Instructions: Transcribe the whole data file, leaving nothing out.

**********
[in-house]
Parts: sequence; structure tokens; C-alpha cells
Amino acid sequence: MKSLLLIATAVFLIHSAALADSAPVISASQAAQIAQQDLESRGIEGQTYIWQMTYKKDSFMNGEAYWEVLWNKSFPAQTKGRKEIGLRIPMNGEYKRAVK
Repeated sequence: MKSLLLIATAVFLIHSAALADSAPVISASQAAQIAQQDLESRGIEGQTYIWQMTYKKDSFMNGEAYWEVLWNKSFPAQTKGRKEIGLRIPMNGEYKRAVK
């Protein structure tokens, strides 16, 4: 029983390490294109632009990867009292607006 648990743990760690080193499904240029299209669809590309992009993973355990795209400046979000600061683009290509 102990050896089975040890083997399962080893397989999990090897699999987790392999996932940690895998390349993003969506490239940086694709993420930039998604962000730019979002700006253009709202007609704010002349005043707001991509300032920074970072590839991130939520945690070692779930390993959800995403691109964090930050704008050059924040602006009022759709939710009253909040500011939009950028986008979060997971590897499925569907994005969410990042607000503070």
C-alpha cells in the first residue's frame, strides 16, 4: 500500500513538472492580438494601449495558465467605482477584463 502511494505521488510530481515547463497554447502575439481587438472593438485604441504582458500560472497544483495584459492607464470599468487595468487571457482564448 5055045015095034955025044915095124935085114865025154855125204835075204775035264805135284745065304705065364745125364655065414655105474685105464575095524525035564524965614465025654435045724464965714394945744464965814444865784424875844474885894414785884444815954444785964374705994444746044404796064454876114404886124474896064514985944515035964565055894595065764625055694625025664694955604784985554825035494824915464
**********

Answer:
[in-house]
Parts: sequence; structure tokens; C-alpha cells
Amino acid sequence: MKSLLLIATAVFLIHSAALADSAPVISASQAAQIAQQDLESRGIEGQTYIWQMTYKKDSFMNGEAYWEVLWNKSFPAQTKGRKEIGLRIPMNGEYKRAVK
Repeated sequence: MKSLLLIATAVFLIHSAALADSAPVISASQAAQIAQQDLESRGIEGQTYIWQMTYKKDSFMNGEAYWEVLWNKSFPAQTKGRKEIGLRIPMNGEYKRAVK
């Protein structure tokens, strides 16, 4: 029983390490294109632009990867009292607006 648990743990760690080193499904240029299209669809590309992009993973355990795209400046979000600061683009290509 102990050896089975040890083997399962080893397989999990090897699999987790392999996932940690895998390349993003969506490239940086694709993420930039998604962000730019979002700006253009709202007609704010002349005043707001991509300032920074970072590839991130939520945690070692779930390993959800995403691109964090930050704008050059924040602006009022759709939710009253909040500011939009950028986008979060997971590897499925569907994005969410990042607000503070």
C-alpha cells in the first residue's frame, strides 16, 4: 500500500513538472492580438494601449495558465467605482477584463 502511494505521488510530481515547463497554447502575439481587438472593438485604441504582458500560472497544483495584459492607464470599468487595468487571457482564448 5055045015095034955025044915095124935085114865025154855125204835075204775035264805135284745065304705065364745125364655065414655105474685105464575095524525035564524965614465025654435045724464965714394945744464965814444865784424875844474885894414785884444815954444785964374705994444746044404796064454876114404886124474896064514985944515035964565055894595065764625055694625025664694955604784985554825035494824915464